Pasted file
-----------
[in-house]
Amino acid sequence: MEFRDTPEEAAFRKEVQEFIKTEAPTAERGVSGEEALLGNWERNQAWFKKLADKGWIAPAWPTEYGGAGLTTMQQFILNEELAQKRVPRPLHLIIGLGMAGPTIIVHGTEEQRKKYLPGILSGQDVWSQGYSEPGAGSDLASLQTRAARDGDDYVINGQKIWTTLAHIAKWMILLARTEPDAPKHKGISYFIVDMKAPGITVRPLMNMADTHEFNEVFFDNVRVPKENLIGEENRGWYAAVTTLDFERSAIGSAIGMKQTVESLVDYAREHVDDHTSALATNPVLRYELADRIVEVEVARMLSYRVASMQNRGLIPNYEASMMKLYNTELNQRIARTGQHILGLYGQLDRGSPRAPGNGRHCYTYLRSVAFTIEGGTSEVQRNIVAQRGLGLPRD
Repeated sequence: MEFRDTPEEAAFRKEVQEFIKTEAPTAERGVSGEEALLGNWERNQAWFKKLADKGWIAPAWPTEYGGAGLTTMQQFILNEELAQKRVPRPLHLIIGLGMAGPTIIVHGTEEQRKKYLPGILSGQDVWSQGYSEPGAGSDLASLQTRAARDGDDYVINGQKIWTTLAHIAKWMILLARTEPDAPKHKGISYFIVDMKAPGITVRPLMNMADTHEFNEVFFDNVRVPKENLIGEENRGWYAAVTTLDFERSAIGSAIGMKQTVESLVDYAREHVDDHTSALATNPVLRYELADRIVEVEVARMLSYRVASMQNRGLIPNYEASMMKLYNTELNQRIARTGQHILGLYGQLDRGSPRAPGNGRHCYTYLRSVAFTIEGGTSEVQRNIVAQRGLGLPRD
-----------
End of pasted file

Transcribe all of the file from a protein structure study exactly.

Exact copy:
[in-house]
Amino acid sequence: MEFRDTPEEAAFRKEVQEFIKTEAPTAERGVSGEEALLGNWERNQAWFKKLADKGWIAPAWPTEYGGAGLTTMQQFILNEELAQKRVPRPLHLIIGLGMAGPTIIVHGTEEQRKKYLPGILSGQDVWSQGYSEPGAGSDLASLQTRAARDGDDYVINGQKIWTTLAHIAKWMILLARTEPDAPKHKGISYFIVDMKAPGITVRPLMNMADTHEFNEVFFDNVRVPKENLIGEENRGWYAAVTTLDFERSAIGSAIGMKQTVESLVDYAREHVDDHTSALATNPVLRYELADRIVEVEVARMLSYRVASMQNRGLIPNYEASMMKLYNTELNQRIARTGQHILGLYGQLDRGSPRAPGNGRHCYTYLRSVAFTIEGGTSEVQRNIVAQRGLGLPRD
Repeated sequence: MEFRDTPEEAAFRKEVQEFIKTEAPTAERGVSGEEALLGNWERNQAWFKKLADKGWIAPAWPTEYGGAGLTTMQQFILNEELAQKRVPRPLHLIIGLGMAGPTIIVHGTEEQRKKYLPGILSGQDVWSQGYSEPGAGSDLASLQTRAARDGDDYVINGQKIWTTLAHIAKWMILLARTEPDAPKHKGISYFIVDMKAPGITVRPLMNMADTHEFNEVFFDNVRVPKENLIGEENRGWYAAVTTLDFERSAIGSAIGMKQTVESLVDYAREHVDDHTSALATNPVLRYELADRIVEVEVARMLSYRVASMQNRGLIPNYEASMMKLYNTELNQRIARTGQHILGLYGQLDRGSPRAPGNGRHCYTYLRSVAFTIEGGTSEVQRNIVAQRGLGLPRD